Florida Chapter's Youth Energy Academy

September 27, 2012

 Michael A. Lewis, Sr VP Florida Operations welcomes students

Did you know that nationally, fewer than 10 percent of college-educated minorities choose to enter science and engineering career fields?

It’s a trend that’s baffled recruiters, but Progress Energy Florida, a subsidiary of Duke Energy, is working on some innovative ideas to help change that. Recently, more than 30 Florida employees spent the day sharing their knowledge and skills, discussing the energy industry with future collegians.

The 2-day event included career exploration panel discussions with leaders from Florida Delivery Operations as well as lineworkers, transmission employees, and dispatchers. Additional highlights included a live wire demonstration, a tour of the Winter Garden Operations’ training center, an interactive “Energy 101” lesson, and a conversation about STEM and the importance of it as students continue on in school.

 So why don’t more young African-American students choose the math and science fields?

Michael A. Lewis, Senior Vice President, Florida Delivery Operations and a guest speaker at the event, thinks there are a number of reasons:


  • The energy and utility business isn’t a traditional line of work in the families many of these students come from.  So they don’t see it growing up and, therefore, don’t consider it an option for themselves.


  • Access can be a problem. While students are introduced to basic sciences in elementary school, as students move on through middle and high school, they don’t always get the unique experiences in the sciences that peak their interest.  School budgets are always tight and if students live in a low-income area, the likelihood of them participating in field trips and advance science classes is low.


  • There are not enough mentors helping students both inside and outside of the classroom and teaching students how to be successful in this industry.

That is why African-Americans in Progress (AAP-FL), a legacy Progress Energy employee resource group, collaborated with the Florida Chapter of The American Association of Blacks in Energy (AABE) to host this first ever Youth Energy Academy. “Not only is this an opportunity for us to give back to our communities, but it is also an opportunity to teach students the value of a career path within the STEM (science, technology, engineering, and math) model,” said Malcolm Barnes, president of The AABE Florida Chapter and a field operations manager for Progress Energy Florida.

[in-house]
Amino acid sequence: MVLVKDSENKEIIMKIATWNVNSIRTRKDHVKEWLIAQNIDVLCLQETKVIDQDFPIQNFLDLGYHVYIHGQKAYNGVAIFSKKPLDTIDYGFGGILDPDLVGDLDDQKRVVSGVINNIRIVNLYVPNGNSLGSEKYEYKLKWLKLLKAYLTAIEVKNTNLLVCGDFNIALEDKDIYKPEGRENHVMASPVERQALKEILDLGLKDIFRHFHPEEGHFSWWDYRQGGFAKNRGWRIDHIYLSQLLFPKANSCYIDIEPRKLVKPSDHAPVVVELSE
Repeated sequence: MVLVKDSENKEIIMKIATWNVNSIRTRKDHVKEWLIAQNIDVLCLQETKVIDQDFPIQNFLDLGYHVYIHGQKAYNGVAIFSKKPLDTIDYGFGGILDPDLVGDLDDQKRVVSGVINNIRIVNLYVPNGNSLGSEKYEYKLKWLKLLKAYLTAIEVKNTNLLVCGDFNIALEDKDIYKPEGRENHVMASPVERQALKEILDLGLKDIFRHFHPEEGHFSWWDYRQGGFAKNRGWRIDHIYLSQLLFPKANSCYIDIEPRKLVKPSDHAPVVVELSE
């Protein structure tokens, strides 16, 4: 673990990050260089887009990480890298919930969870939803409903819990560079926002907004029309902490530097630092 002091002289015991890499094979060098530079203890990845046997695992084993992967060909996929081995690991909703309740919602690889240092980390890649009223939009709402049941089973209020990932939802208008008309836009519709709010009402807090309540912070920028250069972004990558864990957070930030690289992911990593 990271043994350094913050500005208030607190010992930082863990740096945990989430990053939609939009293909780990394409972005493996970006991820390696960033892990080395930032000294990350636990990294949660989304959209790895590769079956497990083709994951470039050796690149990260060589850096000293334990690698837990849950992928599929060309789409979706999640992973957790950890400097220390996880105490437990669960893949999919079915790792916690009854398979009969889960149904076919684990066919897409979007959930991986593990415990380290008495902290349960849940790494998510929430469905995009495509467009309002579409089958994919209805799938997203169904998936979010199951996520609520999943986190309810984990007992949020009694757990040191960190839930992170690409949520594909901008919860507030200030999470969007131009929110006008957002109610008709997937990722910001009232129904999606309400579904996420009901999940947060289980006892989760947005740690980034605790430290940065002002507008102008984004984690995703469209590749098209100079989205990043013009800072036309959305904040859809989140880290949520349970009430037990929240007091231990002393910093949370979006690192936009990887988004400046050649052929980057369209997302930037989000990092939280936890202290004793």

How does this event match up with the diversity and inclusion goals of the company?  Diversity and inclusion recognizes that a diverse, multicultural workforce makes good business sense and is necessary to support the innovation and high performance required in our aggressive and changing industry.  In order for the new Duke Energy to continue to be a leader in the energy domain, it is imperative we remain competitive in attracting and retaining a diverse workforce.

 “I’m impressed by and appreciative of the students’ attentiveness and interest,” said Mr. Lewis. “This effort is exactly what we need to do to engage young people and develop their interest in the energy industry. AABE - FL and AAP-FL is to be commended for taking the initiative to host such an important event.”

Malcolm Barnes

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